And I bet this happens to many of you as well.
So, how can you break that pattern? How can you give yourself the nudge in the right direction? How to you take that first step towards a different life?
How do you choose the healthy over the familiar?
These are questions I ask myself on a nearly daily basis. Not comforting, I know. However, I believe that is part of the key to unlocking a new way of living and a healthier and happier you. Practice daily. If the behavior or way of thinking has been around a long time, it is a well-ingrained habit. And, baby, habits die hard. So, it is not one step and you’re all better and a completely different person. Oh no, if you truly want to change you must make the conscious decision each and every day. Because those old ways of doing things will call to you wherever you go. It will feel like every time you turn around there is another chance to fall back into old patterns, and all you are doing all day long is saying, “no no no no.” It will feel like this will never let up, that things will be like this forever, unless you quit trying to change.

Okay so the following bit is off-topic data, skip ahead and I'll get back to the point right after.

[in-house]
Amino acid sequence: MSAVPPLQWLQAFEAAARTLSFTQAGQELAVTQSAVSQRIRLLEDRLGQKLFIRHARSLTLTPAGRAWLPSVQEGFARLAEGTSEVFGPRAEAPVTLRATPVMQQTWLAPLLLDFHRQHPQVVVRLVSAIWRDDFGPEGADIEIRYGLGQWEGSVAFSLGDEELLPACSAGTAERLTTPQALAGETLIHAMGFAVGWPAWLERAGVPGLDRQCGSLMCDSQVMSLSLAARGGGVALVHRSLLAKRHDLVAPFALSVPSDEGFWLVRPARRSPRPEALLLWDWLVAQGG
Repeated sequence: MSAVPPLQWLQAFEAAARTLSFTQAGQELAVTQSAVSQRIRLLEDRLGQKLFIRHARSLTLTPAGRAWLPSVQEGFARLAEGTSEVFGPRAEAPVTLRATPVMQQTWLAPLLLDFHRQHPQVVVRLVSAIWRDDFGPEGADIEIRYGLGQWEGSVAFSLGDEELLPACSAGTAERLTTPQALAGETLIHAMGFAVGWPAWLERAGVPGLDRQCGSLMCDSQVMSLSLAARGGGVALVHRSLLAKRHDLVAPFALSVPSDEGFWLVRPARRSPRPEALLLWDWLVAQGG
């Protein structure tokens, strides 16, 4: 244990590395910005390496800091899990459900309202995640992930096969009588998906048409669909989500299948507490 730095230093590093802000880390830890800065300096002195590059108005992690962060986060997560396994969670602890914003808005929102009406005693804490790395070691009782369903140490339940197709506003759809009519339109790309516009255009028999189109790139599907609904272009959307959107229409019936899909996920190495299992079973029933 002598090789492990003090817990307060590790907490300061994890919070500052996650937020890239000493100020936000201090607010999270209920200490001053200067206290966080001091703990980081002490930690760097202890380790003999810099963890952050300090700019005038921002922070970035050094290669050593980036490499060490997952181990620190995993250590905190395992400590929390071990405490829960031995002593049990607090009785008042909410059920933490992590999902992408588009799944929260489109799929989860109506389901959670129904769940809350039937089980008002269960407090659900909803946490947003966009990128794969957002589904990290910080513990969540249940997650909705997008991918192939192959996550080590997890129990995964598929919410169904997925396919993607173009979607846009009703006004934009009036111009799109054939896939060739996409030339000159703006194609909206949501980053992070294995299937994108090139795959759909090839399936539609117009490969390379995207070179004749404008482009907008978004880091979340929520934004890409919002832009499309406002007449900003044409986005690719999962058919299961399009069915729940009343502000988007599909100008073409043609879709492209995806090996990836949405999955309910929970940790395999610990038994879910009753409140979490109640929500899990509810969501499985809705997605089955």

Don’t fall for that. It will get better. The longer you hold out and say no to old habits, the farther away they will feel and the quieter those voices will become. Decisions that used to be painful will get easier and easier, until one day you will realize you are different. You will look up and see, you are already far down this new path.
But don’t let that easiness deceive you. The old habits are there, waiting patiently and quietly, for you to slip, and at any time they can be as loud as they ever were. So, practice new behaviors daily, take mindful action, and then repeat.